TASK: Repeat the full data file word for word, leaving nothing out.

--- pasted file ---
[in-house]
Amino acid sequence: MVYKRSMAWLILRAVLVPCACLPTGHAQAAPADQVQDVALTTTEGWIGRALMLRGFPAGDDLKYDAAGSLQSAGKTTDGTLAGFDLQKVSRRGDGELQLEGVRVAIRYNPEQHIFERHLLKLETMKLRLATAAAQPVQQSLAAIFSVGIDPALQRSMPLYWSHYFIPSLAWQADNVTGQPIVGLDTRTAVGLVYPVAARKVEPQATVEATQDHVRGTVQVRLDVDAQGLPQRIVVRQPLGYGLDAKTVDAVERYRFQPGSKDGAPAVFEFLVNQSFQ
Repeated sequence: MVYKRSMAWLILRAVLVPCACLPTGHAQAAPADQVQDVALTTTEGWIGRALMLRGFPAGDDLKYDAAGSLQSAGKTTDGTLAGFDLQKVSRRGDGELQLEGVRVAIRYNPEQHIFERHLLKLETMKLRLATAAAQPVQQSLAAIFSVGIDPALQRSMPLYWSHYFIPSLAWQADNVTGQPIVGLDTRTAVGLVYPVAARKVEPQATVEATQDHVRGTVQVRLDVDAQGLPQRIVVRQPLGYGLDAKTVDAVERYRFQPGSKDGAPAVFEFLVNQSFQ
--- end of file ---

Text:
[in-house]
Amino acid sequence: MVYKRSMAWLILRAVLVPCACLPTGHAQAAPADQVQDVALTTTEGWIGRALMLRGFPAGDDLKYDAAGSLQSAGKTTDGTLAGFDLQKVSRRGDGELQLEGVRVAIRYNPEQHIFERHLLKLETMKLRLATAAAQPVQQSLAAIFSVGIDPALQRSMPLYWSHYFIPSLAWQADNVTGQPIVGLDTRTAVGLVYPVAARKVEPQATVEATQDHVRGTVQVRLDVDAQGLPQRIVVRQPLGYGLDAKTVDAVERYRFQPGSKDGAPAVFEFLVNQSFQ
Repeated sequence: MVYKRSMAWLILRAVLVPCACLPTGHAQAAPADQVQDVALTTTEGWIGRALMLRGFPAGDDLKYDAAGSLQSAGKTTDGTLAGFDLQKVSRRGDGELQLEGVRVAIRYNPEQHIFERHLLKLETMKLRLATAAAQPVQQSLAAIFSVGIDPALQRSMPLYWSHYFIPSLAWQADNVTGQPIVGLDTRTAVGLVYPVAARKVEPQATVEATQDHVRGTVQVRLDVDAQGLPQRIVVRQPLGYGLDAKTVDAVERYRFQPGSKDGAPAVFEFLVNQSFQ